To this day, Borussia wears the Dortmund banner on the back, but it was moved to the bottom of the shirt when Dortmund needed room to accommodate player names.
Things were looking up for Dortmund when the Westfalenstadion was built. At the start of the 1976/77 Bundesliga season, Borussia was finally back in the top flight.
The Dortmund Lions?
You might have noticed the corny looking lion crest on the graphic above, this was no mistake. Borussia was hurting financially and the tobacco company Samson came in as a sponsor. To make the deal more worthwhile for Samson, the BVB changed it’s logo to accommodate the Samson Lion. Yup, that Lion Crest was the official BVB Wappen for two seasons, so maybe BVB fans should chill with the “RB Leipzig bashing.”
Anyways, Dortmund became a solid mid table club during the 1980’s, after being on the fringes of bankruptcy for most of the 1970’s. The coolest shirts of that era were definitely the Adidas “UHU” ones, because the colors match so well. The 80s ended on a high note when Dortmund won the 1989 DFB Pokal Final and claimed its first trophy in almost a quarter century.
The Nike and Hitzfeld Era
Borussia hit the jackpot when Nike made them their German flagship club. Before the 90’s, the market for football apparel was in control of European companies like Adidas, Puma, Umbro or Diadora. At the time, Nike was a non factor in “soccer,” but the American company wanted a piece of the growing football business. So Arsenal, Dortmund, Brazil and Italy among others signed with Nike during the 90s.
Borussia Dortmund became the centerpiece of the “Nike Deutschland” PR campaign. “Zitronengelb” became “Textmarker” neon yellow and Nike came up with some fresh designs that Adidas would never have used back then. Nike also bought a lot of ad time on German TV and ran ads that featured Borussia Dortmund players like Sammer, Möller or Lars Ricken.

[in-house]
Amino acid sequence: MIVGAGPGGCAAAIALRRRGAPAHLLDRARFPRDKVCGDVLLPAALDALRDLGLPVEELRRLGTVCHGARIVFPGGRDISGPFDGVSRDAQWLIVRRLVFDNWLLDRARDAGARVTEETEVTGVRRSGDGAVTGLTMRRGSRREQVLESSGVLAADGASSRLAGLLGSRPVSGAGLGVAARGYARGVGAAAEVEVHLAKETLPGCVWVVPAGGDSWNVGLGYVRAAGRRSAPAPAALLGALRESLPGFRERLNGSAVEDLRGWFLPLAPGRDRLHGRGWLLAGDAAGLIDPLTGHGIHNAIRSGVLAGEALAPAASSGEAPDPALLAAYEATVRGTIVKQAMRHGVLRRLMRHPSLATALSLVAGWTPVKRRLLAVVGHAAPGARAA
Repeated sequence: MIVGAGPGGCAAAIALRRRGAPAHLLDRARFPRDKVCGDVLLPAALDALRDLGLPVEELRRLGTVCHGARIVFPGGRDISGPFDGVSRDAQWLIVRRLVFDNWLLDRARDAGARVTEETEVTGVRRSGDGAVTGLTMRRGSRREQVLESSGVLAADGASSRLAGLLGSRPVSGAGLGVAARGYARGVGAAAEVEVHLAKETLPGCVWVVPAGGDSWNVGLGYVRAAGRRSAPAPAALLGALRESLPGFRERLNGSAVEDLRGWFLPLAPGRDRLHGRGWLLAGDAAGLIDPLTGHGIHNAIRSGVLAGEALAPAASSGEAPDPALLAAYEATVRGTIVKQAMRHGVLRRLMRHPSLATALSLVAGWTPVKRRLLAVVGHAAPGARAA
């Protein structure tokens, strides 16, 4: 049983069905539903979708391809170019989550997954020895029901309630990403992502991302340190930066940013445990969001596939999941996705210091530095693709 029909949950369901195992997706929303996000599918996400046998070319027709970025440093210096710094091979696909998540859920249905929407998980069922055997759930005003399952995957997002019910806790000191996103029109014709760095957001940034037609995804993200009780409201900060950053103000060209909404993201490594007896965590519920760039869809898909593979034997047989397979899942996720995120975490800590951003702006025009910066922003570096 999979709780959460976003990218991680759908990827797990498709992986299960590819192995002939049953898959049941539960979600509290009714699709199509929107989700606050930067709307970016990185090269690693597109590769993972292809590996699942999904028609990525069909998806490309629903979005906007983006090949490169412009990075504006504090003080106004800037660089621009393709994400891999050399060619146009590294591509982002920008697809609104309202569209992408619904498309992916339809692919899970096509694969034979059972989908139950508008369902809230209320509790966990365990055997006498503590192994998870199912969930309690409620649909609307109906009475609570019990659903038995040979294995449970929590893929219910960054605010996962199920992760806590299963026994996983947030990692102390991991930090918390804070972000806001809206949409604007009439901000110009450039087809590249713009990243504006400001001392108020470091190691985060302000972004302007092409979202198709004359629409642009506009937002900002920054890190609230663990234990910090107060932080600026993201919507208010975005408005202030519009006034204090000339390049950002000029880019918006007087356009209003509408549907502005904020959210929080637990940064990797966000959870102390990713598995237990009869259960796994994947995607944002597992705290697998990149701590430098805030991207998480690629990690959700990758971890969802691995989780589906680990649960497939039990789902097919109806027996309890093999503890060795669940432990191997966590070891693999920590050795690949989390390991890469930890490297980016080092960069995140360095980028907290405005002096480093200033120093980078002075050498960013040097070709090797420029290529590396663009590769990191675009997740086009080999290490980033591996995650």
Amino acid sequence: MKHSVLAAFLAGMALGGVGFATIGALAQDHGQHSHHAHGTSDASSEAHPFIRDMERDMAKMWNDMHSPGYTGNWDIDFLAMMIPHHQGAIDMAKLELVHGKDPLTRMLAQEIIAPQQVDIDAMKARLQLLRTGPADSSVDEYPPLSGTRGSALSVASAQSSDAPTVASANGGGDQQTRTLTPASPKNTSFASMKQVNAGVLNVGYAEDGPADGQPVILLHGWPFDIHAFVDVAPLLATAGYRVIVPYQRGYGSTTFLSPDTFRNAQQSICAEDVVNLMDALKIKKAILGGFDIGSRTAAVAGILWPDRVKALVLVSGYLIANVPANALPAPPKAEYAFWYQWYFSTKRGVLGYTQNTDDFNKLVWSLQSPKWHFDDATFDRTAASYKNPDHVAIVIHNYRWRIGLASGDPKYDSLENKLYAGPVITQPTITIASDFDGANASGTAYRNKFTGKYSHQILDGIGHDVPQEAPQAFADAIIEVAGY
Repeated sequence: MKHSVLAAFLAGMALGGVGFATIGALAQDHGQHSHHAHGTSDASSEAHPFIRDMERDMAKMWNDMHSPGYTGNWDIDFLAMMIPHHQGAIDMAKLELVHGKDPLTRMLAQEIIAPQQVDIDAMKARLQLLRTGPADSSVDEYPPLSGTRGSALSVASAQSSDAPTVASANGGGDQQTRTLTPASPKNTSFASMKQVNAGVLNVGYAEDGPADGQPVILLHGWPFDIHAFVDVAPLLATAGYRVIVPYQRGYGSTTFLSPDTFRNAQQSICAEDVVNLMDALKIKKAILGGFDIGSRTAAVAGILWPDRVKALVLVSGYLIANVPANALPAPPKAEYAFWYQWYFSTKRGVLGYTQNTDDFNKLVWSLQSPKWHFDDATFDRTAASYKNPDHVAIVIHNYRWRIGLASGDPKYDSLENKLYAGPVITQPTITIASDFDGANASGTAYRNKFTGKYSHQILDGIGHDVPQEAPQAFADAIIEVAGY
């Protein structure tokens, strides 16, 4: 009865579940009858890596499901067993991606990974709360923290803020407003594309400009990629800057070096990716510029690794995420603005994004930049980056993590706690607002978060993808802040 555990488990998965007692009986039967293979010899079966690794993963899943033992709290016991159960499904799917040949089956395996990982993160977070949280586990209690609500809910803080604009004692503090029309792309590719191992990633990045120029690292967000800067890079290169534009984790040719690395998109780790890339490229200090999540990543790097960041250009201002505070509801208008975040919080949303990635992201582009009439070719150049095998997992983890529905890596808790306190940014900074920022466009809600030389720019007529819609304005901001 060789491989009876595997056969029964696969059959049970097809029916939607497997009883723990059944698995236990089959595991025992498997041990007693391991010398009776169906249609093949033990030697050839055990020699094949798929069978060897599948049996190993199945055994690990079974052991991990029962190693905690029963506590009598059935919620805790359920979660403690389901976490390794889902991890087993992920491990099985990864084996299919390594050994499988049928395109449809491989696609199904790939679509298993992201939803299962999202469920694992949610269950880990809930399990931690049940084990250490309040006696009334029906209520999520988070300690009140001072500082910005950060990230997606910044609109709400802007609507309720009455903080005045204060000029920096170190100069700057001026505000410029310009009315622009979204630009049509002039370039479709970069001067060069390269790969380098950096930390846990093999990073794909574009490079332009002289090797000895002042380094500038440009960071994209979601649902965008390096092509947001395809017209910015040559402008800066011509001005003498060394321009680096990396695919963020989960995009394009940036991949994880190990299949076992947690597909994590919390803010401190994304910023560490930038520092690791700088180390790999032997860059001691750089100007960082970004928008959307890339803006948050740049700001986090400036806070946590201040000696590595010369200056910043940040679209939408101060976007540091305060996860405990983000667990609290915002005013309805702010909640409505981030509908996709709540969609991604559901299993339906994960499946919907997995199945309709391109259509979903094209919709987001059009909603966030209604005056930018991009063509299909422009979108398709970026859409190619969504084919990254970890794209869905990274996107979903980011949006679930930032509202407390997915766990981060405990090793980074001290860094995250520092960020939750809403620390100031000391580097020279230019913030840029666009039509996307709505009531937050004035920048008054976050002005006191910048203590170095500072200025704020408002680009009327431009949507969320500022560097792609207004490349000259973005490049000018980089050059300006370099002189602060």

By 1995, Dortmund was the German champ again for the first time in 32 years; they repeated in 1996 and were headed for even bigger things.
In 1997, Dortmund became the first Bundesliga club to win the rebranded Champions League, that it happened on Bayern’s home turf made it even sweeter. Borussia also won the “World Sports Team of the Year Award” ahead of the 1997 Chicago Bulls.
Every dynasty comes to an end, unfortunately Dortmund had no clue how to build the next Dynasty.
The Goool.de Dumpster Fire
Hitzfeld stepped down in the wake of “Munich 97,” Sammer’s body broke down for good and Dortmund failed to hit a 60 point total in four consecutive Bundesliga seasons. If winning is a drug, then GM Meier and President Niebaum were junkies who needed another hit at (literally) all costs.
BVB became a publicly traded company and needed a more diverse portfolio of business operation. Meier broke up with Nike and founded a BVB owned company called “Goool.de”. First, the Goool apparel looked ugly and cheap but cost as much as the stylish Nike shirts of previous seasons.
Second, only low division teams Dynamo Dresden and Kickers Offenbach were interested in being equipped by Goool.de, so the company never created any meaningful income on the side. The brand was ultimately sold and killed.